Over the past decade, we’ve grown accustomed to seeing veteran indie-rock acts enjoy a surprising surge in streams thanks to prime movie placements, sudden social-media virality, or inexplicable algorithmic voodoo. But the case of Blonde Redhead might be the strangest (with all due to respect to Galaxie 500). According to their Spotify stats, the New York trio’s most popular song by far—we’re talking a 65-million-stream margin—isn’t really a song at all. “For the Damaged Coda,” the closing track to 2000’s Melody of Certain Damaged Lemons, is a wordless elaboration of the piano ballad “For the Damaged,” a haunting, seance-conjured apparition of a song that was pretty ghostly in the first place. But thanks to the Rick and Morty music-supervision department, “For the Damaged Coda” not only became a recurring theme on the Adult Swim series, but also the sort of heavily memed clip that’s spawned YouTube compilations and trap remixes.
There was a certain cruel irony in the fact a song that began as a time-killing lark—recorded by singer Kazu Makino while her twin-brother accomplices Amedeo and Simone Pace were sleeping at the studio—would become the defining work of a group that’s otherwise taken such a methodical approach to their craft. In the stellar seven-album run from 1995’s serrated self-titled debut to 2007’s shimmering shoegaze odyssey 23, Blonde Redhead had successfully pivoted from no-wave noisemakers to arthouse-indie auteurs, all while sustaining a highwire balance of melodic whimsy and needling tension. But that sort of frisson was in short supply on 2010’s Penny Sparkle and 2014’s Barragán, records that resembled mood boards of disparate sounds in search of songs, with little of the dramatic flair that powered the band’s previous transformations. In 2019, Makino released her first solo album, by which point Blonde Redhead had all but ground to a halt. Once the pandemic took hold, you could be forgiven for wondering if the band would still be standing on the other side of it. Arriving nine years on from their last full-length release, Sit Down for Dinner is the life-saving dose of CPR that gets this band’s oxygen flowing and blood pumping again.
While they differed in style and scope, this band’s signature works—Melody of Certain Damaged Lemons, Misery Is a Butterfly, and 23—were united by a policy of swift and total immersion: Each led with a striking opening track that immediately thrust you into the album’s distinct three-dimensional sound, making it feel like you’ve been dropped into a film already in progress. Sit Down for Dinner honors that tradition with “Snowman,” which sets a deceptively languid tone with gleaming acoustic guitars and Amedeo’s beautifully sighed serenade. But an insistent rhythmic pulse—powered by percussionist Mauro Refosco—punches holes through the sparkling surface, restoring the contrast between fine-china delicacy and dark-cloud distress at the core of this band’s most resonant work.
Sit Down for Dinner is a pandemic album through and through, from its protracted, piecemeal recording process—spanning several seasons, multiple studios, and at least two continents—to its overwhelming sense of restless stasis. With life suddenly on pause, Makino was drawn to Joan Didion’s The Year of Magical Thinking, a meditation on her husband John Gregory Dunne’s fatal heart attack at their dining-room table in December 2003. In this light, the phrase Sit Down for Dinner is less an invitation than a threat, and the duality of the sentiment is manifest in Makino’s two-part title-track suite, a hypnotically wistful ballad that upshifts abruptly into an accelerated drum-machine workout. “Sit down for dinner/And the life as you know, it ends/No pity,” Makino sings, quoting Didion in a tone so matter-of-fact it sounds like a merciless taunt. But as she skates atop the song’s icy-electro rhythm, the line becomes more of a seize-the-day manifesto—death can come for you at any moment, so you might as well get your rocks off while you can.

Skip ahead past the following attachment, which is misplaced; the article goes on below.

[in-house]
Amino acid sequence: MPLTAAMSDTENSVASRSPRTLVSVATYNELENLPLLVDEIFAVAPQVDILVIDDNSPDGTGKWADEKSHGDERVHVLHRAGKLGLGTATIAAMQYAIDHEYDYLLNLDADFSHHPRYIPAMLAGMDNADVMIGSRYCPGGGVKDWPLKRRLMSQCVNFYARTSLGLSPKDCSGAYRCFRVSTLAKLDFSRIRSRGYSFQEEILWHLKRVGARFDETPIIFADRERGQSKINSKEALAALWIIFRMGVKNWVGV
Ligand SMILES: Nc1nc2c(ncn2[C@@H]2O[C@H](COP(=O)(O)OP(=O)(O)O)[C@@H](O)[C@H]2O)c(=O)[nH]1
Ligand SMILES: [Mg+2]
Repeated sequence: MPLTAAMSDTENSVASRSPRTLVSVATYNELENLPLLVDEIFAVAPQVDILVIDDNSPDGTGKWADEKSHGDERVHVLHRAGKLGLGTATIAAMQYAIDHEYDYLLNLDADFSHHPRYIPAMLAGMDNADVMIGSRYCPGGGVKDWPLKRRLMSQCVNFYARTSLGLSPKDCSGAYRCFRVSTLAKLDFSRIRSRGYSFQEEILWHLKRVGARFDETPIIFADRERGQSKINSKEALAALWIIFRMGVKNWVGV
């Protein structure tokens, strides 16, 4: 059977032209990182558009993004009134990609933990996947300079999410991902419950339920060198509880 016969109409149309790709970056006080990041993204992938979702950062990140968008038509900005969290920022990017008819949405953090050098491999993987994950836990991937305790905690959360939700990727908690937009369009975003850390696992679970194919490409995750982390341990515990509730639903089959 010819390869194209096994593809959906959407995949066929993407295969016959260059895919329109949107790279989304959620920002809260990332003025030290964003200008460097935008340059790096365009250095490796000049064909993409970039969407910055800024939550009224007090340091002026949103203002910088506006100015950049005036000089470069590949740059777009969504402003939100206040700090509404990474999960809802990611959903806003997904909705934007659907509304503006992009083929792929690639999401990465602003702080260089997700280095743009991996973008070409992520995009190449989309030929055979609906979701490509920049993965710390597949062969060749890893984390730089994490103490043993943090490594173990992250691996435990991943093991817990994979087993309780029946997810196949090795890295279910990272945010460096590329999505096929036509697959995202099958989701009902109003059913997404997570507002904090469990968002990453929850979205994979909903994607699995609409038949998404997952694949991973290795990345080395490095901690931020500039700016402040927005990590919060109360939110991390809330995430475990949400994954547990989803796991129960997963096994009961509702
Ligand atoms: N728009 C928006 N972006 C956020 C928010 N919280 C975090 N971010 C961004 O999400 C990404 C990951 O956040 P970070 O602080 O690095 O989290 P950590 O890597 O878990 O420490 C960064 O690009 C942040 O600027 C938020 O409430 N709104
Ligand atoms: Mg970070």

Though it goes a long way to reinstating Blonde Redhead’s singular mystique and impressionistic aura, Sit Down for Dinner is distinguished by an easygoing melodicism that, even in its darkest lyrical depths, makes it the warmest and most welcoming record in the band’s catalog. Where this band’s albums typically reflect the multicultural mosaic and avant-garde pedigree of their New York homebase, the sublime, spectral folk-rock of “Not for Me” bathes itself in a breezy West Coast ocean mist that blurs the line between ’70s gold and ’80s dream-pop. And never before has this band attempted something as unabashedly blissful as “I Thought You Should Know,” a slow-burning gospel-delic hymn that greets you with open arms and leads you down the path that connects the Velvets to Mazzy Star.
But where these contributions from Amedeo favor a more direct, open-hearted approach, Makino’s voice remains an enigmatic and beguiling instrument, investing songs like “Kiss Her Kiss Her” and “Before” with equal doses of wonder and weariness. Tellingly, just as they did 23 years ago on Melody for Certain Damaged Lemons, Blonde Redhead close Sit Down for Dinner with another arresting quasi-instrumental, “Via Savona,” that showcases Makino’s echoing incantations, but this hardly feels like some calculated ploy to piggyback on those “Damaged Coda” clicks. Rather, “Via Savona” is an enveloping ambient symphony that, depending on your vantage, could be a sign of Blonde Redhead’s creative rebirth or a requiem for their possible demise. While in the midst of making this record back in 2020, Makino told an interviewer she expected it would be “probably the last album we make together.” She may have had a change of heart since then, but should that prediction prove correct, Sit Down for Dinner is the coda this band deserves.
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